Corbitt, the "Father of Long Distance Running," was ultimately known for his overall fascination and personal commitment to the endeavors of the human body. Following in the footsteps of his grandfather, the young Corbitt often ran to and from school, giving him the first of many lessons in the techniques of running. In doing so, Corbitt became intrigued with the many ways in which the human body worked. Running was soon to be a natural part of everyday life.
While mostly sticking with short distance competitions, the idea of long distance running interested him. Reading a local newspaper article about the '36 and '39 Boston Marathons, Corbitt was stunned to find out people ran that far. It wasn't until Corbitt moved to downtown Cincinnati that his running career took off. Being a senior in high school, Corbitt's first acknowledgements of success occurred when he received an invite to join the celebrated Cincinnati Gym Club.
"The letter was obviously based on my records alone, not by any club member who had attended my meets, because the club was restricted to whites only," Corbitt once explained to First Marathons. "That was only one of many color hurdles I had to cross to be accepted in my sport."
During Corbitt's time at UC, Jim Crow laws and segregation policies often kept him from participating in interstate meets and American Athletic Union competitions. What kept him going, however, were the words of Arthur Newton, credited for establishing the ultra marathon. "Blacks would never run distance. They just don't have what it takes to do the distance." As unfortunate as this statement was, Corbitt acknowledged that Newton was a man of his times and pushed himself with enormous perseverance and preparation to become a better athlete.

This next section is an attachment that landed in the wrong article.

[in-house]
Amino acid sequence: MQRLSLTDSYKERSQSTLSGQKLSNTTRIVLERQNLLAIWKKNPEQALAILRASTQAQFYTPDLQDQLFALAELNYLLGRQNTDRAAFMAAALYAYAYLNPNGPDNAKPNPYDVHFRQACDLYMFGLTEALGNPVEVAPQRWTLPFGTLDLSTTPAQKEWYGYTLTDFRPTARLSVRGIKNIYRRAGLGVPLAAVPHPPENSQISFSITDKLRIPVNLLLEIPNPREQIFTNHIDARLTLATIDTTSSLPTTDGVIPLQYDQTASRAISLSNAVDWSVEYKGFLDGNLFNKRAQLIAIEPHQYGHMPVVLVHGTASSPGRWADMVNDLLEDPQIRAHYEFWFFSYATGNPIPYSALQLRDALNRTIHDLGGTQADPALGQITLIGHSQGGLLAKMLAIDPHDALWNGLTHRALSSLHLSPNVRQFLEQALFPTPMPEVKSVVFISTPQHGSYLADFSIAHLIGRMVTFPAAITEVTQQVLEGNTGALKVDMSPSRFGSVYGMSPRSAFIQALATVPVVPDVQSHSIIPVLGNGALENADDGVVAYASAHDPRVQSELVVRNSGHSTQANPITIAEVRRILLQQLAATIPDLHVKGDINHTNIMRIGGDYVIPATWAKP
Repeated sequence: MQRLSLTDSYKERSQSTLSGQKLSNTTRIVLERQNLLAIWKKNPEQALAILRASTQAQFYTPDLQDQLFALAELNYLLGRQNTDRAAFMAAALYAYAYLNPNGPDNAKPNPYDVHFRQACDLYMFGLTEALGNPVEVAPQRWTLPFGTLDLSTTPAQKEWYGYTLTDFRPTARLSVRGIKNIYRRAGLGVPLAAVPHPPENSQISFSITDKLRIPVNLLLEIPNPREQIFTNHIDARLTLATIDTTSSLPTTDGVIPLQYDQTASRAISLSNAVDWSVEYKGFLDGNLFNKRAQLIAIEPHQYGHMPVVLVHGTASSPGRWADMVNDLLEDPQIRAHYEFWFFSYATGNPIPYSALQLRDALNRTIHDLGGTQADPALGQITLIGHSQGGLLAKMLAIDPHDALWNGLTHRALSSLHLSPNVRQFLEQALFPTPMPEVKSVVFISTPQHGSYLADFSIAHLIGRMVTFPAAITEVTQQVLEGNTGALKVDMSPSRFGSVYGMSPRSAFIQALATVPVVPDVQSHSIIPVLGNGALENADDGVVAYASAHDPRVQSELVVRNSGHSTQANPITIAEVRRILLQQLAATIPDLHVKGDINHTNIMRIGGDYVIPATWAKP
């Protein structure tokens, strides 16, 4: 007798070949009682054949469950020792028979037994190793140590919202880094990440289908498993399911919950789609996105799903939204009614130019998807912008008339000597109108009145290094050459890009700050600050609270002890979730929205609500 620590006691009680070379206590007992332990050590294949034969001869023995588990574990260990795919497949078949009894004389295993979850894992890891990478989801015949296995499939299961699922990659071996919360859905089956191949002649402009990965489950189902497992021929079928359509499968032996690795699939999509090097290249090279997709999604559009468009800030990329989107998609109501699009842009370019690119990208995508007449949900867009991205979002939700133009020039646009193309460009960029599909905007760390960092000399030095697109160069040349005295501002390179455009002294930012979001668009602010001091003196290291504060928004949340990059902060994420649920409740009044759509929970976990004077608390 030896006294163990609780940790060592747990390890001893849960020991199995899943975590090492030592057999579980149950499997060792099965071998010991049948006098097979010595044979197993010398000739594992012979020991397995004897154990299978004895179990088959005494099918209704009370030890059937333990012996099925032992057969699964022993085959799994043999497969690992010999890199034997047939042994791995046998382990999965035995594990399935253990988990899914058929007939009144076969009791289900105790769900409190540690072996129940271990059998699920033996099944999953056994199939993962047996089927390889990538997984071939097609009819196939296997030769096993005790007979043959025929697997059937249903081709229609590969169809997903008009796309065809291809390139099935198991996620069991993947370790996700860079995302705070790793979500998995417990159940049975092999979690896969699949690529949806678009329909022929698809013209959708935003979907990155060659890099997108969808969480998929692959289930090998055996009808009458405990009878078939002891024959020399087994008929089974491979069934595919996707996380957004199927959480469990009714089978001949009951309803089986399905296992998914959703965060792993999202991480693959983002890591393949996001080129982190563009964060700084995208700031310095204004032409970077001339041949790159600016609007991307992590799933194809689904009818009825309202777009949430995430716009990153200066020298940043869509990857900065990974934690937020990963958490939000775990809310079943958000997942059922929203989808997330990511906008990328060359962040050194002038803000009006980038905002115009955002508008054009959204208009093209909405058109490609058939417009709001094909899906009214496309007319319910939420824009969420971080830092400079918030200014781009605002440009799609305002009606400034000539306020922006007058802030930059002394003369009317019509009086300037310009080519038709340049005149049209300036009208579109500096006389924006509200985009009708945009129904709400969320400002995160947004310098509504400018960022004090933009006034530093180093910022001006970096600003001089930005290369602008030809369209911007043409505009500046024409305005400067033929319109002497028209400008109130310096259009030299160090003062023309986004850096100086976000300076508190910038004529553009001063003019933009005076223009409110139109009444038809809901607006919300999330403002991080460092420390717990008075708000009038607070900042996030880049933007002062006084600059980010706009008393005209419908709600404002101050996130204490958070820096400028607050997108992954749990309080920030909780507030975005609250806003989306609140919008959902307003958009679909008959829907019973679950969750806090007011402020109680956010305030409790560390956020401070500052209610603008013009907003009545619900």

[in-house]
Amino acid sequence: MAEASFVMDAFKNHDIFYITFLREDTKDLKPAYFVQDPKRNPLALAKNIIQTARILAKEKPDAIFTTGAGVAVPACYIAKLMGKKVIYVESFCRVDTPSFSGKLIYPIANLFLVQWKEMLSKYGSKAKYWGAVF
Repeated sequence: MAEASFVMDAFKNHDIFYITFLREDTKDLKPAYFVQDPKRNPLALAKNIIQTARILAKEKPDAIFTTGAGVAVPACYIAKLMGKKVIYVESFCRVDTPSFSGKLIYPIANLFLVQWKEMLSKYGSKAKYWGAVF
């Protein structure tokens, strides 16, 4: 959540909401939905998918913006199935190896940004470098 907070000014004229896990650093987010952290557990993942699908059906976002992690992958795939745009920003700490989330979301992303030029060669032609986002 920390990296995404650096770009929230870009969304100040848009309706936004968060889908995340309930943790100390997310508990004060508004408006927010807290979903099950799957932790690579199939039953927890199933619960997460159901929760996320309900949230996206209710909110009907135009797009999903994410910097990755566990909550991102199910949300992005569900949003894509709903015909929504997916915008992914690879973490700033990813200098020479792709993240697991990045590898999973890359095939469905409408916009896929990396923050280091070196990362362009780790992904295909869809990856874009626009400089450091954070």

Setting national records for the 25-, 40-, 50-, and 100-mile runs and becoming UC's only Olympic Track & Field participant, this phenomenal athlete did not run his first distance marathon until the age of 32, with a time of 2:48:42 at the 1951 Boston Marathon. Through his career of 200,000 plus miles of persistent running and being inducted into 10 separate Hall of Fames, Corbitt ran in 199 marathons, including a 24-hour race at Walton-on Thames, where he completed 134.6 miles and finished in third place.
Though running was a huge part of Corbitt's life, the constant study of the human body should also be credited to this athlete's many accomplishments. Becoming a physical therapist in New York City, Corbitt used his own body as a laboratory, always testing new training techniques just to see how much the body could endure. Sometimes running 200-300 mile weeks, Corbitt also created a method of measuring road courses and has verified hundreds of marathon paths, including the New York City marathon course.
Although Corbitt became a big name in the sport of distance running, his deflection of attention made him a very humble and genuine person who only wanted people to advance themselves as a better athlete.
UC Track & Field coach Bill Schnier holds Corbitt in high regard. "Ted should be remembered not only for his contribution to distance running, but also for his credible research on the techniques of running and his overall compassion to help others."